Oocyte Pick-up (OPU)

Oocyte Pick-up (OPU), also known as follicle aspiration, is scheduled to take place about 35 hours after the hCG is administered. By this time, the eggs have separated and are floating in their follicles. A needle is passed through the upper vaginal wall, and with the aid of vaginal ultrasound, fluid is removed from the follicles under gentle suction. This fluid is then quickly transported to the laboratory, where egg cells are put in specific solutions for preservation.

During the retrieval, an anesthesiologist will administer light anesthesia (conscious sedation) through an intravenous drip (IV). The procedure generally lasts from 10 to 15 minutes and the patient can go home after a short rest of 1-2 hours at the clinic.

Intracytoplasmic Sperm Injection (ICSI)

After the eggs taken into the laboratory are "washed" in specific solutions, they are classified according to their maturity levels. The ones that are mature enough are used in micro-injections where sperm cells are injected into the eggs. These cells are then put in incubators with special solutions. During the micro-injection process, very precise microscopes and devices that are capable of movement in micro level are used.

12-18 hours after the micro-injection, the eggs are taken into new solutions following fertilization checks. At this stage, it is expected to have a fertilization rate of at least 80%. The fertilized cells are then kept in the laboratory for 2 to 5 days, depending on the patient.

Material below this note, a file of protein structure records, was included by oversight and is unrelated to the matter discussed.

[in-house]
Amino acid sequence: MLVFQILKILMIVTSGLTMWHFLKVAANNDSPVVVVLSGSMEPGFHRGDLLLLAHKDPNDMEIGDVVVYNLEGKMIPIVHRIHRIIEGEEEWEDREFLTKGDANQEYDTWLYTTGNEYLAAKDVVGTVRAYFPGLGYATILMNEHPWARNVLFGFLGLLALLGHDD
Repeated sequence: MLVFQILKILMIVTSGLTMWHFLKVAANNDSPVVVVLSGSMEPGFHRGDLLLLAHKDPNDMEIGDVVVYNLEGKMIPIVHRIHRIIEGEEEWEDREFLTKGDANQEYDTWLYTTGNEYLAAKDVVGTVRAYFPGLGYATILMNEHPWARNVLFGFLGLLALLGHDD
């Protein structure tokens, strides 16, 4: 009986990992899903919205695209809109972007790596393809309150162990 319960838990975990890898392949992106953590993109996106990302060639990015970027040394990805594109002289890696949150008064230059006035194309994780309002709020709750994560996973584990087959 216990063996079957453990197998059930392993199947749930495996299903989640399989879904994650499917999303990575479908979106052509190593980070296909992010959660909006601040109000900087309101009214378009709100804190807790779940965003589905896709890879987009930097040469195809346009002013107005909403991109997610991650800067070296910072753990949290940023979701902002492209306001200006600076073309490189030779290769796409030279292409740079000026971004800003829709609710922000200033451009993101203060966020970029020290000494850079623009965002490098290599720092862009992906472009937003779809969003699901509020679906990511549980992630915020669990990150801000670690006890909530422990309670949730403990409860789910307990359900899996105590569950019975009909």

The laboratory is the most important part of an IVF clinic. The range and quality of the devices in the laboratory have a directly proportional effect on the success of the treatment. In our clinic, all procedures are done using state-of-the-art technology

Embryo Transfer (ET)

After 2-5 days following OPU, ET is performed for each patient following a certain schedule. Before this procedure, the couple is informed about fertilization, embryo development, and the procedure itself. By providing pictures of the embryos, the doctor decides together with the patient about the number of ETs to be performed.

During the ET procedure, it is necessary to have a nearly full bladder because this enables a better viewing of the uterus with the ultrasound. ET is a painless procedure that is performed in an operation room. Embryos selected with a microscope in the laboratory are put in a very thin and soft catheter. This catheter is then used to place the embryos in the mother's womb through the vaginal opening.

This procedure is the simplest yet the most important part of the treatment. After the ET, the patient can get up instantly and go on with her normal routine.